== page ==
By Michael A. Memoli
9:51 AM PST, December 12, 2011
Say what you will about the political wisdom of making a $10,000 wager with one of your GOP rivals at a time of economic distress. As far as the fact-checkers are concerned, Rick Perry would be writing Mitt Romney a check today if he had taken him up on his wager on healthcare reform.
During the discussion of mandates in Saturday's Iowa debate, Perry made this charge: "I read your first book and it said in there that your mandate in Massachusetts should be the model for the country. And I know it came out of the reprint of the book. But, you know, I'm just sayin', you were for individual mandates, my friend."
Romney had heard this before, and wasn't happy to hear it again.
"You've raised that before, Rick. And you're simply wrong," he said.
"It was true then. It's true now," Perry snapped back.
And then the cringe-worthy moment: "I'll tell you what: 10,000 bucks. $10,000 bet?" Romney offered. Perry declined.
In trying to laugh off the gaffe on Sunday, Romney said his wife teased him after the debate ended, saying, "There are a lot of things you do well; betting isn't one of them."
True as that may be, in this case Romney would have cashed in.
FactCheck.org, a nonpartisan site run by the Annenberg Public Policy Center at the University of Pennsylvania, said Perry was mischaracterizing what was revised in Romney's book.
On his state’s healthcare reform, Romney did originally write: "We can accomplish the same thing for everyone in the country." That phrase did not appear in the paperback version. But, the site explains, "the same thing" referred to the goals of the Massachusetts health reform, that insurance be "portable" and "affordable," and not the individual mandate or the entire law.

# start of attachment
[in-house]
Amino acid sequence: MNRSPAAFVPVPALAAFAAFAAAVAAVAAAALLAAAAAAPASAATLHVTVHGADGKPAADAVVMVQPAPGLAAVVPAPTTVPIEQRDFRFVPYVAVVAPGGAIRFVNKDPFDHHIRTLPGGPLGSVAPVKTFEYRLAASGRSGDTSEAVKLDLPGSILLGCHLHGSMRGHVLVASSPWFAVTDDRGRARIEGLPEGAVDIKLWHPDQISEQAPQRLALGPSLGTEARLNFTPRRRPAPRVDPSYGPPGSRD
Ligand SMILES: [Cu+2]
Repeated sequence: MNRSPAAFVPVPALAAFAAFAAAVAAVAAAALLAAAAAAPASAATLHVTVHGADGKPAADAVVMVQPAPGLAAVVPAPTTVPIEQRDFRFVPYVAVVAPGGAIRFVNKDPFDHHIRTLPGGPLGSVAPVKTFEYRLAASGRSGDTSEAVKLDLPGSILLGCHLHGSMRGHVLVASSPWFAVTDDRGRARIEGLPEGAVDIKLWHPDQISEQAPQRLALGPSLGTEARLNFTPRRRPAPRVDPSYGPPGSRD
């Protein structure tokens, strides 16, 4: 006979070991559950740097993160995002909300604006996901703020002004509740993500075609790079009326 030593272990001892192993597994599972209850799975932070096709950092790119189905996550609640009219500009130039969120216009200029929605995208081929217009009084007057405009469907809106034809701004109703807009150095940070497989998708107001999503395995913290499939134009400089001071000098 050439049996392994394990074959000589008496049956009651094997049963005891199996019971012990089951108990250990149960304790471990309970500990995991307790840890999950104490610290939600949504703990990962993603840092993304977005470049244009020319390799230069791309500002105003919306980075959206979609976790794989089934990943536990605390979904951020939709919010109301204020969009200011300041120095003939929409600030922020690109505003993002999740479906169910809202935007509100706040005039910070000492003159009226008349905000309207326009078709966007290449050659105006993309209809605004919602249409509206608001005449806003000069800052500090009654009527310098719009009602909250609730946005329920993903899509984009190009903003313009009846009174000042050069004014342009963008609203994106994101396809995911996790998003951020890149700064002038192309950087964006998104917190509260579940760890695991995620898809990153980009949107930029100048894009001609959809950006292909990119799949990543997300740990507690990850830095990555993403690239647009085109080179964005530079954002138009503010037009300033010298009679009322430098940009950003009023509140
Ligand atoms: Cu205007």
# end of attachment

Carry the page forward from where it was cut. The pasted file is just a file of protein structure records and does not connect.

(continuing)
"Romney saw the Massachusetts plan as a potential model for other states, if they so choose, but not as a federal mandate," FactCheck.org writes.
The "Truth-O-Meter" at PolitiFact, run by the St. Petersburg Times, graded Perry's claim as "Mostly False."
"Romney did support Massachusetts' individual mandate. But we don't see evidence in his hardcover book that he supported a federal one, much less that he removed such a reference from later editions," they write.
PolitiFact adds that Perry "did win that bet — by not betting." And to be sure, Romney did lose -- politically -- by simply offering it.
Both Perry and the Democratic National Committee have been hammering Romney over the wager ever since.
In Iowa on Sunday, Perry said that "to have an extra $10,000 that you would throw down on a bet is a little out of the ordinary," and joked that the amount was "pocket change" for Romney.
The DNC is out with this Web video on the bet, which it argues is the latest example of how Romney is "simply out of touch."
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